Nutrition Facts Label Gets a Proposed Makeover

A lot has changed in the American diet since the Nutrition Facts label was introduced in 1993 to provide important nutritional information on food packages, according to the U.S. Food and Drug Administration (FDA), which said the label needs to be up to date with its design and content. 

"Obesity, heart disease and other chronic diseases are leading public health problems," said Michael Landa, director of FDA's Center for Food Safety and Applied Nutrition. "The proposed new label is intended to bring attention to calories and serving sizes, which are important in addressing these problems. Further, we are now proposing to require the listing of added sugars. The 2010 Dietary Guidelines for Americans recommends reducing calories from added sugars and solid fats."

The first thing consumers would notice is a greater emphasis, with larger and bolder type, on calories. For the first time, "Added Sugars" would be included on the label. On average, Americans eat 16% of their daily calories from sugars added during food production, the FDA said. The calories from fat would no longer be listed. Total, saturated and trans fat will still be required. The number of servings per package would also be more prominent. And "Amount Per Serving," would now have the actual serving size listed, such as "Amount per cup."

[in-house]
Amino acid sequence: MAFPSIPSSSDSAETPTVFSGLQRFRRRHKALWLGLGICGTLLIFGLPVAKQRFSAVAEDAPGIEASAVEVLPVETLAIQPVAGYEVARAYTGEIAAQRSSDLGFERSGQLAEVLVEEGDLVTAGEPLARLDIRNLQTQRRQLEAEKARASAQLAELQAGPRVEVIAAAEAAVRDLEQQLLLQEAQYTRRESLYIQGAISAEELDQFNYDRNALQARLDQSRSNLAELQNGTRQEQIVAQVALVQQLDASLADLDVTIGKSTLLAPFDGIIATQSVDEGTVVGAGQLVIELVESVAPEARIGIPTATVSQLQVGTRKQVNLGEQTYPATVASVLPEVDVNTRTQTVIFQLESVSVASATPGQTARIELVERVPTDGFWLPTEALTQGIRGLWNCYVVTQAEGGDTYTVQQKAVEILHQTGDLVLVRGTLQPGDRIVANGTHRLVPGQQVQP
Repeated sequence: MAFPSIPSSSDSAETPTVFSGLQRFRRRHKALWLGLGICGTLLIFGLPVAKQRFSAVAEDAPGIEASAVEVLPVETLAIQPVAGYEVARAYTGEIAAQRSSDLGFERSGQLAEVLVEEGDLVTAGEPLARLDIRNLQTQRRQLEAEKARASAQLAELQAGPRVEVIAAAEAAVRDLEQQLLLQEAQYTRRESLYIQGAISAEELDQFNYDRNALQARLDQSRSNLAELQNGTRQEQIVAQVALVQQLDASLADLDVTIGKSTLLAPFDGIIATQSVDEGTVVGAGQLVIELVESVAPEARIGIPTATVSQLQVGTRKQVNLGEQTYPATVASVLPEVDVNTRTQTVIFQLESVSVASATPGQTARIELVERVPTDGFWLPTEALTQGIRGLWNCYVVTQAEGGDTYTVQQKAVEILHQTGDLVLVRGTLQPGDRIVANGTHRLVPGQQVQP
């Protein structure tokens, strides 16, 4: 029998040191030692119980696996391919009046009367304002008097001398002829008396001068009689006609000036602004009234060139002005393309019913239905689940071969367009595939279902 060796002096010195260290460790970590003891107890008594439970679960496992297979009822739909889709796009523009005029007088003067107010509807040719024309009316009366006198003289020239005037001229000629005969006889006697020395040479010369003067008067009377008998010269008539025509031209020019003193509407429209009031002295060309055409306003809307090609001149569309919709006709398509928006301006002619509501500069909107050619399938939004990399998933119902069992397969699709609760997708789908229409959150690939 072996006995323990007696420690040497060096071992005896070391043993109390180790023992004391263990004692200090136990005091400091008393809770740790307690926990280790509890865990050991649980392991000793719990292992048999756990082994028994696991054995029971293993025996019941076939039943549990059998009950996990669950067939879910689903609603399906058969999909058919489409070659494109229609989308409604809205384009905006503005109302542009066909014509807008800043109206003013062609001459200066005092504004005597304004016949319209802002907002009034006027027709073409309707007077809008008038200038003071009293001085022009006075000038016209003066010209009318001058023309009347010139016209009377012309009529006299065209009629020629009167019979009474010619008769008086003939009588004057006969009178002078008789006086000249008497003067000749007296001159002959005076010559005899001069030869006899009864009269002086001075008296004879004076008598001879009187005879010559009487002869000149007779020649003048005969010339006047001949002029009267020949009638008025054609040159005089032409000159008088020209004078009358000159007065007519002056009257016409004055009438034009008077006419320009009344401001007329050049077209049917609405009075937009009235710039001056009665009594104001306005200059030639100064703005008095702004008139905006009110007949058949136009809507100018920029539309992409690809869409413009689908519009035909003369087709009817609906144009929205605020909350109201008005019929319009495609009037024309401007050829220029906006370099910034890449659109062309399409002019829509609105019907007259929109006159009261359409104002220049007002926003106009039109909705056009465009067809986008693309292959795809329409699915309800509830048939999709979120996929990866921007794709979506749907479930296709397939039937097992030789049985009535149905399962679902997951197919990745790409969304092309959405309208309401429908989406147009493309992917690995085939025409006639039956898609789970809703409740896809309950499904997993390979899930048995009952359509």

The FDA is also proposing updating serving size requirements. These updates, it said, "would reflect the reality of what people actually eat, according to recent food consumption data. By law, serving sizes must be based on what people actually eat, not on what they 'should' be eating." 

Daily Values are used to calculate the Percent Daily Value (%DV) on the label, which helps consumers understand the nutrition information in the context of a total diet. In addition, the %DV would be shifted to the left of the label. FDA wants to help consumers visually and quickly put nutrient information in context. The amounts of potassium and Vitamin D would be required on the label.

FDA is dividing the proposed Nutrition Facts label changes into two proposed rules, one that would update the nutrition information based on nutrition science and the label design to help highlight important information. The second covers the changes to serving size requirements and labeling for certain package sizes. Both are published in the Federal Register for a 90-day comment period; to read them and comment, visit FDA's official docket at FDA proposes that the food industry be given two years to comply after publication of any final rules governing the Nutrition Facts label. This article appears on FDA's Consumer Updates page, which features the latest on all FDA-regulated products.

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